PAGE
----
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BY LOREN BENJAMIN MACDONALD
O GOD, we thank Thee for that Divine Wisdom which, from generation to generation, entering into holy souls, has made them friends of God and prophets. We come before Thy face deeply grateful for the gift of that illumined soul whose name to-day we honor. We thank Thee for all the blessed way in which Thou didst lead him. We bless Thee that, entering into his mind and heart, Thou didst so guide him in the way of truth and light and beauty, that, shedding down upon us to-day the greatness of his thought and the beauty of his spirit, we catch something of that divine influence and inspiration, and our lives are made sweeter and better because he has lived.
We thank Thee, O God, that Thou didst so touch his heart in early youth that he was led on in devout allegiance to the spirit of truth to which he gave his life — that truth which brought him into Thy sacred presence. We thank Thee that Thy spirit of beauty so took possession of his soul that he was evermore guided by it to Thee, the source of all beauty. We thank Thee for that vision of righteousness by which he was ever led on into the Holy of Holies of Thy presence. And we thank Thee that from that mount of vision, from that divine insight, he comes to us to-day to quicken our better life, to
make the world more beautiful for us, to make the way of life more sacred, to give us a deeper sense of responsibility in living, so that our lives mean more to us to-day because of his teaching.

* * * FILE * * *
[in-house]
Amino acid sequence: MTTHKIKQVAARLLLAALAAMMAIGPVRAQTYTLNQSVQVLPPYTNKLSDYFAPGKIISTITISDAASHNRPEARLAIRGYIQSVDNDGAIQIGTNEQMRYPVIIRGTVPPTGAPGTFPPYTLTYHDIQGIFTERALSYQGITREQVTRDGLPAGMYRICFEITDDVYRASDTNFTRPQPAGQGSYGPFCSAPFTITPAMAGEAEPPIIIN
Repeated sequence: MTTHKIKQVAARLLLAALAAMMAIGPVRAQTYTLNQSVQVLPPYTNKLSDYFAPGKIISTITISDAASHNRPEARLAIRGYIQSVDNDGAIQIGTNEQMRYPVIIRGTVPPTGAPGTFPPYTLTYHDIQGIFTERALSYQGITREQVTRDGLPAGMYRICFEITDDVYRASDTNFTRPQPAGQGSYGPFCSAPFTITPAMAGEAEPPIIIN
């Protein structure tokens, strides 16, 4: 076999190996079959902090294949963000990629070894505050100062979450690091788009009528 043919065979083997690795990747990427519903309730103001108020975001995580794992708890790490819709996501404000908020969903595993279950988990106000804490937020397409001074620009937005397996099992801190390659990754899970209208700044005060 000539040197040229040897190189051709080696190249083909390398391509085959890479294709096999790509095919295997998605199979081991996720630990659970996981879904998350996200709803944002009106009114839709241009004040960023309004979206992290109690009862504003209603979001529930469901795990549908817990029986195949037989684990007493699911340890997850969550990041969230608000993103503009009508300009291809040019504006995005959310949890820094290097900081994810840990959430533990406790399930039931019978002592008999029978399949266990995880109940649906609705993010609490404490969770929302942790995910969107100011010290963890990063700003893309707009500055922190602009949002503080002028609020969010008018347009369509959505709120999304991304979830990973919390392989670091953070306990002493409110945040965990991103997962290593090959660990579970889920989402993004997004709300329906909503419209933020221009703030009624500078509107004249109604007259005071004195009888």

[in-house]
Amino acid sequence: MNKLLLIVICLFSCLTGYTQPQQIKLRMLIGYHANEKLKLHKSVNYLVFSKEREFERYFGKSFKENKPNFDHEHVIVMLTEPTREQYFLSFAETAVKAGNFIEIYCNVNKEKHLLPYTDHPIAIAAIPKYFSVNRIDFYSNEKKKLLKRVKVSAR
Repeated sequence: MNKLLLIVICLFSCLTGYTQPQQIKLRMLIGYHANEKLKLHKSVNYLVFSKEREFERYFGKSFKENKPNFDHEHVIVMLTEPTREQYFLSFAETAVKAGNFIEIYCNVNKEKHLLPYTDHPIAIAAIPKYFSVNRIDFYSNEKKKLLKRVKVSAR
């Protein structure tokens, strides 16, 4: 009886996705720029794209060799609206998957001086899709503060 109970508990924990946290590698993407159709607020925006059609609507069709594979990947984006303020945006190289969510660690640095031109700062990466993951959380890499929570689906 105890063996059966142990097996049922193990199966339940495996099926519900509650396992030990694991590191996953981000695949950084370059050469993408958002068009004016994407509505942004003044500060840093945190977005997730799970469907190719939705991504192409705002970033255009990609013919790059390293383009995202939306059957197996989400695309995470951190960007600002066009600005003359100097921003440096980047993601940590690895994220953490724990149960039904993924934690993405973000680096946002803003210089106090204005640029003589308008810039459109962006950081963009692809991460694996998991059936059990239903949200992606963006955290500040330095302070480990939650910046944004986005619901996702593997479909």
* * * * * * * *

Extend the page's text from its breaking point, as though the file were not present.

We come at this hour yielding our minds and hearts in gracious and loving admiration and allegiance to his blessed influence. We feel the touch of his spirit in these sacred surroundings. We feel that, in these places hallowed by his presence, we stand on holy ground. We pray Thee that more and more we may feel that the beauty of the world is increased to us, indeed, because he has lived. Grant us, we pray, that, standing in the inspiration of his memory, with the blessed influence of his spirit pressing in upon our spirits, we may, indeed, follow in that way to which he pointed. May his spirit be an antidote for all our restlessness, a cure for all that is shallow and unworthy in our lives. May we, entering to-day into the silences of the spirit, feeling ourselves in the presence of that great Over-Soul, in whose presence he felt himself, be inspired, as he was, to go forth to do Thy work for the right, and to earnest labor for Thy blessed kingdom of truth and beauty and goodness. Make us also illumined souls, touched by that divine fire from above, so that we, too, catching some vision from the mount, may go forward to help bring something of the divine kingdom of light and peace and joy here upon the earth.
We ask it all as Thy children, Amen.
ADDRESS OF SAMUEL HOAR
NEIGHBORS AND FRIENDS : - It is a rare event in the life of a New England town when, by a common impulse, men pause to celebrate the anniversary of the birth of one of its citizens.
With patriotic pride, and deep and tender feeling, we are accustomed to recur at frequent intervals to the pathetic story of those settlements in the wilderness, of which this in Concord was the type, and we note with high appreciation that what was then sown here in weakness has been raised in power again and yet again.